But wait, there’s more.  Having hidden behind statutory immunity to avoid being held responsible for Markingson’s death, the University of Minnesota then stuck Markingson’s mother with the bill for the university’s litigation costs – more than $56,000.  It then used those costs as leverage to force Ms. Weiss to abandon an appeal of the trial court’s ruling.  (For more on this aspect of the case, check out my earlier post on this issue.)

Just to recap: A University of Minnesota employee forced Dan Markingson – a vulnerable, delusional young man – into a clinical trial.  That employee then delegated responsibility for Markingson’s treatment to a social worker with no medical training, ignored his deteriorating condition, and ignored his mother’s urgent pleas for help.  After Markingson killed himself, the university denied any wrongdoing and any responsibility for his death, hid behind statutory immunity from suit, and then sought to make Markingson’s mother pay the university $56,000 for its troubles.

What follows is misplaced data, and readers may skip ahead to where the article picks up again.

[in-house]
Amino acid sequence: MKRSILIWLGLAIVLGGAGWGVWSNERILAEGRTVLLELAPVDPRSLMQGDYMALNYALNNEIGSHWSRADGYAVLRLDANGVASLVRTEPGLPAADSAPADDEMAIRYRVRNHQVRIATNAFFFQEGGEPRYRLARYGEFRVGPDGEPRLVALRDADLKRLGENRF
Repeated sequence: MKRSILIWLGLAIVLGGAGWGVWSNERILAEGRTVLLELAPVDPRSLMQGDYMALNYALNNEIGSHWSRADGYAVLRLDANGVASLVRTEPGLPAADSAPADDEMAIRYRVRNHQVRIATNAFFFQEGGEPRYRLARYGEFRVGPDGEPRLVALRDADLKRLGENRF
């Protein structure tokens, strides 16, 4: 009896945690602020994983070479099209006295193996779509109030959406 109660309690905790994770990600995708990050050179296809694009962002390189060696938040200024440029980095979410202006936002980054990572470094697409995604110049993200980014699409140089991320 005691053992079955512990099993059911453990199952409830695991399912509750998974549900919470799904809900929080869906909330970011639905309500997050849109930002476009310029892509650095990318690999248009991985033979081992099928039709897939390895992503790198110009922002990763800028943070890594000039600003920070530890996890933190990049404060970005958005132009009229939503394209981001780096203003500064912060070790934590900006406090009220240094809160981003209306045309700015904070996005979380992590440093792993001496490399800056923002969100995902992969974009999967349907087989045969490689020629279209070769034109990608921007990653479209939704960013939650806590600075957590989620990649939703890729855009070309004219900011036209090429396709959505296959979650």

It doesn’t end there.  A group of bioethicists at the University of Minnesota then called on the university’s Board of Regents to conduct an independent investigation into the CAFE study and the treatment of Dan Markingson.  When your own bioethicists – i.e., the people whose job is to assess whether doctors have acted ethically – are urging you to investigate your institution’s role in a patient’s death, you might want to heed that advice.  But instead the Board took the advice of its General Counsel Mark Rotenberg – the same lawyer who defended the university from Weiss’ lawsuit and stuck her with its court costs.  Not surprisingly, Rotenberg determined no investigation was necessary.